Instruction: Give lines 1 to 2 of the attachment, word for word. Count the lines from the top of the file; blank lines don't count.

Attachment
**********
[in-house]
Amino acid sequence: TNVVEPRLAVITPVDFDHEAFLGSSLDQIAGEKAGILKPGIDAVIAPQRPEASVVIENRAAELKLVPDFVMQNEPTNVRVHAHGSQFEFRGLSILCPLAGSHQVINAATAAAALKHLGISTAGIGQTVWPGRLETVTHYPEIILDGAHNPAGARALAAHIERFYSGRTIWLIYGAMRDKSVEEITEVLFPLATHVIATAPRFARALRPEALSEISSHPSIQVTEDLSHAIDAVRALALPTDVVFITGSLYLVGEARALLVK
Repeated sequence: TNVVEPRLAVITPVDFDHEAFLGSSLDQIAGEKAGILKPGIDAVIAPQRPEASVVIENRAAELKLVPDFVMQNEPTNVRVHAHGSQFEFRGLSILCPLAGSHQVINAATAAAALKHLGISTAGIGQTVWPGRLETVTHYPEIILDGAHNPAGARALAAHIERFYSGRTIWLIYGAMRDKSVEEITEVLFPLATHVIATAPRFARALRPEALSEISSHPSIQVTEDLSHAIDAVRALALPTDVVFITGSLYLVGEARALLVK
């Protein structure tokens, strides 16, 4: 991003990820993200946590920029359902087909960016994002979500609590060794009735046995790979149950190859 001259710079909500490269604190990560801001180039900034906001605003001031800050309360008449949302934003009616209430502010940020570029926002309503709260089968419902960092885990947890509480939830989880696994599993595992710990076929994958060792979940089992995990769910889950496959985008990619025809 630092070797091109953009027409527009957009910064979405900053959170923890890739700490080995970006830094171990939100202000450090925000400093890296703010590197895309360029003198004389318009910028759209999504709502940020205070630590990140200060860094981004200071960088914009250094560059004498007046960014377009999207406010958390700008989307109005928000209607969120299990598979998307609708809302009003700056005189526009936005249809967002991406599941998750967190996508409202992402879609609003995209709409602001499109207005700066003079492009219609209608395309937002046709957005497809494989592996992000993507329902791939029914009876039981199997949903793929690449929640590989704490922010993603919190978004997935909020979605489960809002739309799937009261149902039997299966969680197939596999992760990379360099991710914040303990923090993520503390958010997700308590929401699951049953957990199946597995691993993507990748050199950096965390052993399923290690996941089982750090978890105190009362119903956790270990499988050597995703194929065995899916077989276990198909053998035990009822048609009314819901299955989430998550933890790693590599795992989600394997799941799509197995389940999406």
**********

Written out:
[in-house]
Amino acid sequence: TNVVEPRLAVITPVDFDHEAFLGSSLDQIAGEKAGILKPGIDAVIAPQRPEASVVIENRAAELKLVPDFVMQNEPTNVRVHAHGSQFEFRGLSILCPLAGSHQVINAATAAAALKHLGISTAGIGQTVWPGRLETVTHYPEIILDGAHNPAGARALAAHIERFYSGRTIWLIYGAMRDKSVEEITEVLFPLATHVIATAPRFARALRPEALSEISSHPSIQVTEDLSHAIDAVRALALPTDVVFITGSLYLVGEARALLVK